With so many Prohis tainted by graft, and Al Capone having his way with the liquor rackets in Chicago, the Hoover administration shook things up in what would be a two-pronged attack on bootleggers, using Volstead and federal tax laws. In 1927, Elmer Irey, the head of the Enforcement Branch of the then-named Bureau of Internal Revenue, started investigating criminal evasion of federal incomes taxes by Capone and other booze runners. The U.S. Supreme had ruled in May of that year that a bootlegger, Manly Sullivan, could not claim income from illegal activity was untaxable, nor that to file a federal tax return on income earned from criminal acts would violate his Fifth Amendment rights against self-incrimination. Irey created a Special Intelligence Unit of revenue agents, led by Frank Wilson, to go after bootleggers for tax evasion and money laundering in the nation’s hotbed for illegal liquor, Chicago. Capone controlled 20,000 speakeasies and employed 1,000 hoodlums. There were 300 Prohibition agents in Chicago.
In 1930, the Prohibition Unit was transferred from Treasury to the Justice Department and renamed the Bureau of Prohibition. The increase in violent crime investigated by Prohibition agents had exceeded Treasury’s core duty of collecting taxes, and Justice was better suited to probe organized crime. George E.Q. Johnson, the U.S. attorney in Chicago, took charge of overseeing the efforts by Irey and Wilson to get Capone on criminal tax charges and those of the Bureau’s new investigative chief in Chicago, Special Agent in Charge Eliot Ness. A 26-year-old graduate of the University of Chicago, Ness was assigned to coordinate a special detail of Prohis to take on Capone’s liquor rackets and build criminal cases against him for Volstead Act violations. Ness handpicked nine of the bureau’s best agents, all under age 30, whom he determined were incorruptible and uniquely skillful (later dramatized in the TV series and movie, “The Untouchables,” based on Ness’ ghost-written memoir). Ness used his special unit to take aim at Capone’s breweries, but learned early that he could not trust the Chicago police. While planning a raid on a brewery, he informed Chicago’s finest and an officer on Capone’s dole informed the Mob boss. Ness brought reporters along to a building to view the raid, but was embarrassed to see there was no illegal liquor inside. He kept information on subsequent raids to within his special unit.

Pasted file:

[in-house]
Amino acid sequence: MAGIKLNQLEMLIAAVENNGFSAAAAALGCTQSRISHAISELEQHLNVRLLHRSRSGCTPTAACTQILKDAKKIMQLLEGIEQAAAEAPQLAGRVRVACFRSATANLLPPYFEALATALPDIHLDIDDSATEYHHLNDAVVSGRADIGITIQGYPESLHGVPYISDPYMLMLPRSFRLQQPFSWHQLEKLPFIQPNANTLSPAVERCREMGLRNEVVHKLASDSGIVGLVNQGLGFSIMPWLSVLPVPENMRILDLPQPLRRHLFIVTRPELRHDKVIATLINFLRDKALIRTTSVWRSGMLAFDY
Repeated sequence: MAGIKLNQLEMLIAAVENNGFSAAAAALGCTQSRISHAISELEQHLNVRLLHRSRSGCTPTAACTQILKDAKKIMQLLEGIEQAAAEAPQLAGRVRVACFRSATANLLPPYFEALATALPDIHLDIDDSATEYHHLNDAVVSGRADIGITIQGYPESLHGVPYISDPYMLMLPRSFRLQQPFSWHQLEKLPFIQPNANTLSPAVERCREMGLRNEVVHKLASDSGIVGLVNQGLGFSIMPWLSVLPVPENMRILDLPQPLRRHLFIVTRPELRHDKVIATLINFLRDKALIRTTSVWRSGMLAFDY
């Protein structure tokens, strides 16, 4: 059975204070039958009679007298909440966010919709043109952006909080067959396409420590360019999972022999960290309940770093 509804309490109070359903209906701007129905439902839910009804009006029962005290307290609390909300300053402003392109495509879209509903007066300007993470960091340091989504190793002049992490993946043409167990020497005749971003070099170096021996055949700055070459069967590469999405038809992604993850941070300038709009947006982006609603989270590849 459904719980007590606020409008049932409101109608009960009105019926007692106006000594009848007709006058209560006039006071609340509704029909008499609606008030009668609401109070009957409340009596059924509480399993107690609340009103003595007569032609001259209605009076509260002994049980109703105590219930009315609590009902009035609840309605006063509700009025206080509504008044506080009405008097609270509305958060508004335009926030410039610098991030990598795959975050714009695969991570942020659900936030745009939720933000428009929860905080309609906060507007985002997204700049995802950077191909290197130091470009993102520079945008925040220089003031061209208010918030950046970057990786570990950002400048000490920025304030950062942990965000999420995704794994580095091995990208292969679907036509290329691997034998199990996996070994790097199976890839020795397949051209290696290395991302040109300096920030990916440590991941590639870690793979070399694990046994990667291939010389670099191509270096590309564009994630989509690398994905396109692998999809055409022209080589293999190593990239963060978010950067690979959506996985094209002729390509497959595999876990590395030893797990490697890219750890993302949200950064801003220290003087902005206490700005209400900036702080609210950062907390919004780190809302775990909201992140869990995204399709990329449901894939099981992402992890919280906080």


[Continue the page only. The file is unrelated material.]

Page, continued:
But the new Bureau of Prohibition had a lot to answer for. By 1930, 1,587 out of 17,816 federal Prohibition employees had been fired for everything from lying on their applications to perjury, robbery, bribery, embezzlement and contempt of court. Critics of Volstead complained that the corruption resulted because the law exempted Prohibition agents from Civil Service rules. Volstead’s advocates contended that Congress might not have passed the law without the exemption.